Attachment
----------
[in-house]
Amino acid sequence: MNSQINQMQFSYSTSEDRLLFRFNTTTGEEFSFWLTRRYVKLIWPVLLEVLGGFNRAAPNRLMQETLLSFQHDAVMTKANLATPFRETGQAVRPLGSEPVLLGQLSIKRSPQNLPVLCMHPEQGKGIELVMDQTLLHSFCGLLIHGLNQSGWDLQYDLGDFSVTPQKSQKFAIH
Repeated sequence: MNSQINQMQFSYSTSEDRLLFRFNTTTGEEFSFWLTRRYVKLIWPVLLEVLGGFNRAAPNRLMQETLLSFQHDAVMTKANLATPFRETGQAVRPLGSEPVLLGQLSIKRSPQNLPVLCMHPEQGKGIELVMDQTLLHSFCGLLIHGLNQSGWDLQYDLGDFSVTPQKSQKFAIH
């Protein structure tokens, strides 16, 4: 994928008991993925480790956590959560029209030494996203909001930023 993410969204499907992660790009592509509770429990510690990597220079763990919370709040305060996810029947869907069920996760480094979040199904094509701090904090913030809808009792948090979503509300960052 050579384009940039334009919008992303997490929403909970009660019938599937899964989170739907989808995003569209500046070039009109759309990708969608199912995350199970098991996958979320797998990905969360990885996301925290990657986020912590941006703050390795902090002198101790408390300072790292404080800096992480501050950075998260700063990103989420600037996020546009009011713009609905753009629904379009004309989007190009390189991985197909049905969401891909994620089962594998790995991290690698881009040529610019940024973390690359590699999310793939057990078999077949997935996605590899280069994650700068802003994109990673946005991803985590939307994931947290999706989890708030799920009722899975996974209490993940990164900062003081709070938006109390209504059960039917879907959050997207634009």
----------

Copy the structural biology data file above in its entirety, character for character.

[in-house]
Amino acid sequence: MNSQINQMQFSYSTSEDRLLFRFNTTTGEEFSFWLTRRYVKLIWPVLLEVLGGFNRAAPNRLMQETLLSFQHDAVMTKANLATPFRETGQAVRPLGSEPVLLGQLSIKRSPQNLPVLCMHPEQGKGIELVMDQTLLHSFCGLLIHGLNQSGWDLQYDLGDFSVTPQKSQKFAIH
Repeated sequence: MNSQINQMQFSYSTSEDRLLFRFNTTTGEEFSFWLTRRYVKLIWPVLLEVLGGFNRAAPNRLMQETLLSFQHDAVMTKANLATPFRETGQAVRPLGSEPVLLGQLSIKRSPQNLPVLCMHPEQGKGIELVMDQTLLHSFCGLLIHGLNQSGWDLQYDLGDFSVTPQKSQKFAIH
């Protein structure tokens, strides 16, 4: 994928008991993925480790956590959560029209030494996203909001930023 993410969204499907992660790009592509509770429990510690990597220079763990919370709040305060996810029947869907069920996760480094979040199904094509701090904090913030809808009792948090979503509300960052 050579384009940039334009919008992303997490929403909970009660019938599937899964989170739907989808995003569209500046070039009109759309990708969608199912995350199970098991996958979320797998990905969360990885996301925290990657986020912590941006703050390795902090002198101790408390300072790292404080800096992480501050950075998260700063990103989420600037996020546009009011713009609905753009629904379009004309989007190009390189991985197909049905969401891909994620089962594998790995991290690698881009040529610019940024973390690359590699999310793939057990078999077949997935996605590899280069994650700068802003994109990673946005991803985590939307994931947290999706989890708030799920009722899975996974209490993940990164900062003081709070938006109390209504059960039917879907959050997207634009």